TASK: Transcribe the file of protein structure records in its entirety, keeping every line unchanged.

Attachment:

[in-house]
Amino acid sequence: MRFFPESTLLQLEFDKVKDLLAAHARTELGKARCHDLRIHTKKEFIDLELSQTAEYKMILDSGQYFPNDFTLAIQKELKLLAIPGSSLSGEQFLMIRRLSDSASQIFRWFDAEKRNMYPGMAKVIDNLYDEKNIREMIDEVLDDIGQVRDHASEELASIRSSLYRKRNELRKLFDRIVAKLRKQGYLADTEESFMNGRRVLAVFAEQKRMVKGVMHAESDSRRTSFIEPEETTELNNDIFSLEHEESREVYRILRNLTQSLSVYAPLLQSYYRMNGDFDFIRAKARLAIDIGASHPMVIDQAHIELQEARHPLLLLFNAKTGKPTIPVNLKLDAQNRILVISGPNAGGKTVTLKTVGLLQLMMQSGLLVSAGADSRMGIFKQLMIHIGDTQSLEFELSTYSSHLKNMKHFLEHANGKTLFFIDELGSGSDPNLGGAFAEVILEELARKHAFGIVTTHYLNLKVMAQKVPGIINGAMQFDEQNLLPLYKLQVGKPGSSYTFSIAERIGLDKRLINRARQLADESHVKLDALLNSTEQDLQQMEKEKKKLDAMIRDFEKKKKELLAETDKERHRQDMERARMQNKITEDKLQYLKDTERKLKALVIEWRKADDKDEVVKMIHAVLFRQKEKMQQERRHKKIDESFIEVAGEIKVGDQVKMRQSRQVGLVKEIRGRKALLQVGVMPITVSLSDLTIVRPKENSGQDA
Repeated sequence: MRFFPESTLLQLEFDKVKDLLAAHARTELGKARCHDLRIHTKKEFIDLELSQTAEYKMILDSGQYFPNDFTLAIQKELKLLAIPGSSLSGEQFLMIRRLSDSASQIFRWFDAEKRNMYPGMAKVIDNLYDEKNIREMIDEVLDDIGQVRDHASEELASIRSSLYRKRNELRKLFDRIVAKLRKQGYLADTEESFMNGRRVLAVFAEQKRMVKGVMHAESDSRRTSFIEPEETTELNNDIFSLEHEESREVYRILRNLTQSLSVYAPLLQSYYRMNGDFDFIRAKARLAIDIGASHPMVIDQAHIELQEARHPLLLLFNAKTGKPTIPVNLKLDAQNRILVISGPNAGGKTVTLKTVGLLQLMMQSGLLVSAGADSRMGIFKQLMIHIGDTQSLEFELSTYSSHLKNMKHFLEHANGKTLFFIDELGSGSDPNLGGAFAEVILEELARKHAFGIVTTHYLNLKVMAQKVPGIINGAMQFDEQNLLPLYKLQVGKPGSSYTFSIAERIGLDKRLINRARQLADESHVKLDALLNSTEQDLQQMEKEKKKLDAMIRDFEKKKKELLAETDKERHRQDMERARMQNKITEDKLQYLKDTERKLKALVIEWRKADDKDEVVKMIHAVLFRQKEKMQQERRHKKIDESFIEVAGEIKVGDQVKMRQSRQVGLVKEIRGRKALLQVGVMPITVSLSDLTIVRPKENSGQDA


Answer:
[in-house]
Amino acid sequence: MRFFPESTLLQLEFDKVKDLLAAHARTELGKARCHDLRIHTKKEFIDLELSQTAEYKMILDSGQYFPNDFTLAIQKELKLLAIPGSSLSGEQFLMIRRLSDSASQIFRWFDAEKRNMYPGMAKVIDNLYDEKNIREMIDEVLDDIGQVRDHASEELASIRSSLYRKRNELRKLFDRIVAKLRKQGYLADTEESFMNGRRVLAVFAEQKRMVKGVMHAESDSRRTSFIEPEETTELNNDIFSLEHEESREVYRILRNLTQSLSVYAPLLQSYYRMNGDFDFIRAKARLAIDIGASHPMVIDQAHIELQEARHPLLLLFNAKTGKPTIPVNLKLDAQNRILVISGPNAGGKTVTLKTVGLLQLMMQSGLLVSAGADSRMGIFKQLMIHIGDTQSLEFELSTYSSHLKNMKHFLEHANGKTLFFIDELGSGSDPNLGGAFAEVILEELARKHAFGIVTTHYLNLKVMAQKVPGIINGAMQFDEQNLLPLYKLQVGKPGSSYTFSIAERIGLDKRLINRARQLADESHVKLDALLNSTEQDLQQMEKEKKKLDAMIRDFEKKKKELLAETDKERHRQDMERARMQNKITEDKLQYLKDTERKLKALVIEWRKADDKDEVVKMIHAVLFRQKEKMQQERRHKKIDESFIEVAGEIKVGDQVKMRQSRQVGLVKEIRGRKALLQVGVMPITVSLSDLTIVRPKENSGQDA
Repeated sequence: MRFFPESTLLQLEFDKVKDLLAAHARTELGKARCHDLRIHTKKEFIDLELSQTAEYKMILDSGQYFPNDFTLAIQKELKLLAIPGSSLSGEQFLMIRRLSDSASQIFRWFDAEKRNMYPGMAKVIDNLYDEKNIREMIDEVLDDIGQVRDHASEELASIRSSLYRKRNELRKLFDRIVAKLRKQGYLADTEESFMNGRRVLAVFAEQKRMVKGVMHAESDSRRTSFIEPEETTELNNDIFSLEHEESREVYRILRNLTQSLSVYAPLLQSYYRMNGDFDFIRAKARLAIDIGASHPMVIDQAHIELQEARHPLLLLFNAKTGKPTIPVNLKLDAQNRILVISGPNAGGKTVTLKTVGLLQLMMQSGLLVSAGADSRMGIFKQLMIHIGDTQSLEFELSTYSSHLKNMKHFLEHANGKTLFFIDELGSGSDPNLGGAFAEVILEELARKHAFGIVTTHYLNLKVMAQKVPGIINGAMQFDEQNLLPLYKLQVGKPGSSYTFSIAERIGLDKRLINRARQLADESHVKLDALLNSTEQDLQQMEKEKKKLDAMIRDFEKKKKELLAETDKERHRQDMERARMQNKITEDKLQYLKDTERKLKALVIEWRKADDKDEVVKMIHAVLFRQKEKMQQERRHKKIDESFIEVAGEIKVGDQVKMRQSRQVGLVKEIRGRKALLQVGVMPITVSLSDLTIVRPKENSGQDA